Outrage Fatigue, or: Disconnecting from the News
With one exception, I have not discussed political issues on Sanspoint. While I will do my best to continue this, some political opinions will slip into the following essay, due to this essay’s topic. It comes from a conversation with a co-worker about Rand Paul’s filibuster over drone strikes on overseas citizens. I expressed my apathy towards the issue—if drone strikes stop, that’s fine. If they don’t, oh well. Then, I found myself thinking about a decision I made a couple years ago, to stop reading most political news—one I still stand behind.
I realized there was a pattern in a lot of political news, especially on the Internet. There was a false debate, predictions of doom and gloom, finger-pointing, and a distinct lack of any actual information beyond communicating the current state of some bills. During the Presidential election in the United States, the media’s regular attempts at manufacturing yet another scandal, and the endless horse race of campaigns only turned me off further. I switched it off, only occasionally checking Fark.com’s Politics page because of the amusing headlines.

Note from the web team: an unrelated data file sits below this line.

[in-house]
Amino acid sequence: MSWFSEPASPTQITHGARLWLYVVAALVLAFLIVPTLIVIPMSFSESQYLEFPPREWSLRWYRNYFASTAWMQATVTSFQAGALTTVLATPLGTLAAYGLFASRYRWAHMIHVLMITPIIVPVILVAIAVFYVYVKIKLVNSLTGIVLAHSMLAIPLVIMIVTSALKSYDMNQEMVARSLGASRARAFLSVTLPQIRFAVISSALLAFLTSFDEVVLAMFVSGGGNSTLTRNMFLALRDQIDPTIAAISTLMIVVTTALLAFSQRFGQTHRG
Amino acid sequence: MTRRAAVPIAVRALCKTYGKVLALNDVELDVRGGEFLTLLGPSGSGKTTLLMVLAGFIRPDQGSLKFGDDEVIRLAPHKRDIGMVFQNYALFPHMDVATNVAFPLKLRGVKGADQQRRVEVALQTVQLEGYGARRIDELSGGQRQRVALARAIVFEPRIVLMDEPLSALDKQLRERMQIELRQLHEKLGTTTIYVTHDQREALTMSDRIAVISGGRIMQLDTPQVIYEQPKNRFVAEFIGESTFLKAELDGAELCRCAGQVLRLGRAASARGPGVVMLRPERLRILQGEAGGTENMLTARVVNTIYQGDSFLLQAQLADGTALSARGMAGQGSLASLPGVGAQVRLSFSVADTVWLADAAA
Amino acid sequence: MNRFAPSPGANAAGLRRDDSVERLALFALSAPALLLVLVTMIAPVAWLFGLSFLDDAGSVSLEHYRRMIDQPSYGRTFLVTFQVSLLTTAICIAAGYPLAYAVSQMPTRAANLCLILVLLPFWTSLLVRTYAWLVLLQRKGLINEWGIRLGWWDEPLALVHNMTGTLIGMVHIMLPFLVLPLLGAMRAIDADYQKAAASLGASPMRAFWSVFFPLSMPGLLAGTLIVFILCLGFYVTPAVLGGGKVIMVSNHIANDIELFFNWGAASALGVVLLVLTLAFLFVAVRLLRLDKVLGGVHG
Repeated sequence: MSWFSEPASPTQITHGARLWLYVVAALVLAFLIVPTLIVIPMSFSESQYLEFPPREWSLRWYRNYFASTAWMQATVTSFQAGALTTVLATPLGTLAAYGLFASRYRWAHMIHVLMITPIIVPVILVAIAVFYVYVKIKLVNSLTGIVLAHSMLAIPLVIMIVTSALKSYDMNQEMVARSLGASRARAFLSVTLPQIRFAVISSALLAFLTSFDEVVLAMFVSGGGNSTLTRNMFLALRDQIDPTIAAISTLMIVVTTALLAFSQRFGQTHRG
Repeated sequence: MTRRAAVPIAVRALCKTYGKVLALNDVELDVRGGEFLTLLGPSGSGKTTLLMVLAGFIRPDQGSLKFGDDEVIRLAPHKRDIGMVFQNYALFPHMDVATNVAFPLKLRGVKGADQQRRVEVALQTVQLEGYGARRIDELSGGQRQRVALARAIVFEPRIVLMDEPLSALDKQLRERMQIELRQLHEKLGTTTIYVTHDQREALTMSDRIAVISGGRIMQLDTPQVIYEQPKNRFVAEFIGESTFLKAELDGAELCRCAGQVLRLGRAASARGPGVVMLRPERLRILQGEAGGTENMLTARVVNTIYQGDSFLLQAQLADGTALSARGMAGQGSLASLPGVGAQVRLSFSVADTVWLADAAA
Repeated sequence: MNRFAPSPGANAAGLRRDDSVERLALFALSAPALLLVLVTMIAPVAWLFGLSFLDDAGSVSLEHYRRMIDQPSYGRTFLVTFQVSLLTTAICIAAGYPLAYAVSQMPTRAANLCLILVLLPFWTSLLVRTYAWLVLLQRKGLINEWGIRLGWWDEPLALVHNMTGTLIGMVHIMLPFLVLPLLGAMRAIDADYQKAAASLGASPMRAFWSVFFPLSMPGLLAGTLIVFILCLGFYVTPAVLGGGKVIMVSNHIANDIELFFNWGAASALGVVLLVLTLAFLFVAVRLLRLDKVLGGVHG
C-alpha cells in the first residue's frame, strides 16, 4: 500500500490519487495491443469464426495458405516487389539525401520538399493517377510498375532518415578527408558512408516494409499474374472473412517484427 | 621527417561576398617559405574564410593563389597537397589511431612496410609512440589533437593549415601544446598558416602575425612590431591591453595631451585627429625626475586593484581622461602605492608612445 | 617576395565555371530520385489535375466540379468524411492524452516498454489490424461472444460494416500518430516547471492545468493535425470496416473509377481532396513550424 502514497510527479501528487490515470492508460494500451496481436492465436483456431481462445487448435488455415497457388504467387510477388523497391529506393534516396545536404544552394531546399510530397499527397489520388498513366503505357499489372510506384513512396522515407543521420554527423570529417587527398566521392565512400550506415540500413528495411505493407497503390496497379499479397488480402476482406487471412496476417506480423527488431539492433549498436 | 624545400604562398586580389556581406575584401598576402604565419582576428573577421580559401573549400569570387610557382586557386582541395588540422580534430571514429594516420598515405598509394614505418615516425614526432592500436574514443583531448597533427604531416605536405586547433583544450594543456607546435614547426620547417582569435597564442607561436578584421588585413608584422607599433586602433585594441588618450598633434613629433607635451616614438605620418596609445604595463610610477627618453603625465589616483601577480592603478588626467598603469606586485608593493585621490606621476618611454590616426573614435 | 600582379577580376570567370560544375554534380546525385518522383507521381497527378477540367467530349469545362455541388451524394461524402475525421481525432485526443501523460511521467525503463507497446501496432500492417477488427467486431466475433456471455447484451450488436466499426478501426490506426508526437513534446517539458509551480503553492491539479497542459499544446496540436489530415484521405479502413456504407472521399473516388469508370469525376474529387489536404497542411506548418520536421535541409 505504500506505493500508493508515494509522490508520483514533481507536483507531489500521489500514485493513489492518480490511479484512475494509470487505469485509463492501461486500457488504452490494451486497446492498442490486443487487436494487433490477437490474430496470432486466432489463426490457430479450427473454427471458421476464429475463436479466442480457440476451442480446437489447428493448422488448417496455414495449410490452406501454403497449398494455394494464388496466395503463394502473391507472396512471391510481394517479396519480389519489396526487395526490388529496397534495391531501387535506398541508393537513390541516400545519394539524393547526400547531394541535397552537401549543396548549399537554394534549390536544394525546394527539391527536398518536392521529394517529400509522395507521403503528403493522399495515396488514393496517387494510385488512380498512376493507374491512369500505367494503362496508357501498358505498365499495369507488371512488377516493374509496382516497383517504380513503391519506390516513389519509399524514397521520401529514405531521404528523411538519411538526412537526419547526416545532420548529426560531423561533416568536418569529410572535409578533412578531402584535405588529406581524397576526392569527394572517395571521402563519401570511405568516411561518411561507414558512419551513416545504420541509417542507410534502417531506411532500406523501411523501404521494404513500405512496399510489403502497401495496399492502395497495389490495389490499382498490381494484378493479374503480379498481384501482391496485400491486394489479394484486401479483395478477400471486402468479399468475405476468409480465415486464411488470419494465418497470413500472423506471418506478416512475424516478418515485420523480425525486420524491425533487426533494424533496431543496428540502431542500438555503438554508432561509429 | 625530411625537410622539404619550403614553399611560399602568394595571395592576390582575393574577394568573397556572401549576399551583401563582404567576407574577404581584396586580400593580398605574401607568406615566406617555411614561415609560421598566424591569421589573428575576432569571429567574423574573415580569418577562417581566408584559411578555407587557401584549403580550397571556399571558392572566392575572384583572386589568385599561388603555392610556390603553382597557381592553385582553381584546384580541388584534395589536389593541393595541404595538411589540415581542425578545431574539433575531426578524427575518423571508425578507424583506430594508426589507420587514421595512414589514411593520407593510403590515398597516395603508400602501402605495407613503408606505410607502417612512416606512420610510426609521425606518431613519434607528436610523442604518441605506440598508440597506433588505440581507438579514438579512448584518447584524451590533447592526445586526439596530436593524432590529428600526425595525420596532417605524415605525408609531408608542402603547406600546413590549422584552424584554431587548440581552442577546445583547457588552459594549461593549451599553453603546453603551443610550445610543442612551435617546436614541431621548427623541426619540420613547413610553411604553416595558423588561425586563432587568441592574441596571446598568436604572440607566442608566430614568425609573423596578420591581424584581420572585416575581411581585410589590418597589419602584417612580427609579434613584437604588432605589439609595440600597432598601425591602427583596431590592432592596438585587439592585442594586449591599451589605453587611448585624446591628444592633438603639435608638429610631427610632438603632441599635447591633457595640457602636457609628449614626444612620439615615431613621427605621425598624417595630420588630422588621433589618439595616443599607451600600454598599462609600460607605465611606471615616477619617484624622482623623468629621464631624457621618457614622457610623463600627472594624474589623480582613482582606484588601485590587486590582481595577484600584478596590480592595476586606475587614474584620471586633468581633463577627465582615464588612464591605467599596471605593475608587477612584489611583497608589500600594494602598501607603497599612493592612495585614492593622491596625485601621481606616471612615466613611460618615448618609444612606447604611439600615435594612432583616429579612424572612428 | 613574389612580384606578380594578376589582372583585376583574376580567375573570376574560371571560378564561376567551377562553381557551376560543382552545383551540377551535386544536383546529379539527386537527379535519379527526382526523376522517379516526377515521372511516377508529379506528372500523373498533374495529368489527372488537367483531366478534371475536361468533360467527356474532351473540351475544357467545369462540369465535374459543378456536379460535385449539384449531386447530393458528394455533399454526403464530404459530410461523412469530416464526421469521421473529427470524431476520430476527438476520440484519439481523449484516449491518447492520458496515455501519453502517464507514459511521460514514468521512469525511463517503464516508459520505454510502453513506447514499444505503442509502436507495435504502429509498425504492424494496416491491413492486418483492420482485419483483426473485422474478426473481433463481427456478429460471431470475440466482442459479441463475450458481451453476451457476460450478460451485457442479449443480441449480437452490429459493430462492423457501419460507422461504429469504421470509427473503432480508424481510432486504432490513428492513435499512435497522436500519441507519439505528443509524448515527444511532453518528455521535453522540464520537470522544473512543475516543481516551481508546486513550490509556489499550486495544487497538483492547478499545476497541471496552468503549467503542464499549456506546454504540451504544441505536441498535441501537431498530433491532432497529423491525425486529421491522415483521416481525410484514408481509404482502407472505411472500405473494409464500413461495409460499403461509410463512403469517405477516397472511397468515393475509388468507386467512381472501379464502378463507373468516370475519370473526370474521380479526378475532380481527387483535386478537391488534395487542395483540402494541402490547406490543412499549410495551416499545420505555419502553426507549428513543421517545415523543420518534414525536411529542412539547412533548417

What happened was what I’ve come to term “outrage fatigue,” though it looks like The Onion beat me it almost a decade ago. When you’re constantly getting angry, it’s hard to sustain it for long. It’s a waste of my energy. Now, I find I understand a bit more those who remain staunchly a-political. They’ve developed a disconnect between what happens in the world of politics and their own personal lives, and for the most part, they’re right. Beyond voting, which I do, there’s not much else that expressing mere outrage is going to accomplish. 
Since then, I’ve chosen to disconnect from most news. The little news I consume directly comes from either NPR’s five-minute morning news podcast, 5by5’s The News podcast, or links posted on social media. When something in the world happens that requires my attention, it’ll find me.The important stuff rises to the top, the unimportant stuff (mostly) falls away, and I don’t have to spend my time endlessly reading about the latest apocalyptic calamity to befall anyone or anything, mixed with celebrity gossip. Giving up news doesn’t mean living in a bubble, it means focusing on what’s important and letting only those things in.
Ask me sometime my thoughts on the futility political protest in the modern era. Or, read this Tim Kreider cartoon from 2005. ↩